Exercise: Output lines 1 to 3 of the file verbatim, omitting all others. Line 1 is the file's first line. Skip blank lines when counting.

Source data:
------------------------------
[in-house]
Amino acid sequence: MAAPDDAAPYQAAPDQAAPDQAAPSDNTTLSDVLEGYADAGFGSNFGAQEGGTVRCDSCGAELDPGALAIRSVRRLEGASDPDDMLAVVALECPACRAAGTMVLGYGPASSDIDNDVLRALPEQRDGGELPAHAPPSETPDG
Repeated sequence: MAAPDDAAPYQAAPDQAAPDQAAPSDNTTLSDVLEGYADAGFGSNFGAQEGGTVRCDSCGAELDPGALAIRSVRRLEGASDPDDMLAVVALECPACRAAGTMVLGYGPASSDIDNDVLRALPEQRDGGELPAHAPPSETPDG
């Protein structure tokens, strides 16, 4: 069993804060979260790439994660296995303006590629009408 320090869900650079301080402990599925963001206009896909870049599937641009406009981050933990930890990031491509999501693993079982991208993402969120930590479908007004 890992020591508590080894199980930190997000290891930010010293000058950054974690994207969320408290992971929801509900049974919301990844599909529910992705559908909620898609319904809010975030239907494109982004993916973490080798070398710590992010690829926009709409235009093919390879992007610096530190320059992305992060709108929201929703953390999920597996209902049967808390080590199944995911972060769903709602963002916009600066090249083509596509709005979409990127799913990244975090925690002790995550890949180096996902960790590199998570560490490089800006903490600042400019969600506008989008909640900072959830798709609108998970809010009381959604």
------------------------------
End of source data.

[in-house]
Amino acid sequence: MAAPDDAAPYQAAPDQAAPDQAAPSDNTTLSDVLEGYADAGFGSNFGAQEGGTVRCDSCGAELDPGALAIRSVRRLEGASDPDDMLAVVALECPACRAAGTMVLGYGPASSDIDNDVLRALPEQRDGGELPAHAPPSETPDG
Repeated sequence: MAAPDDAAPYQAAPDQAAPDQAAPSDNTTLSDVLEGYADAGFGSNFGAQEGGTVRCDSCGAELDPGALAIRSVRRLEGASDPDDMLAVVALECPACRAAGTMVLGYGPASSDIDNDVLRALPEQRDGGELPAHAPPSETPDG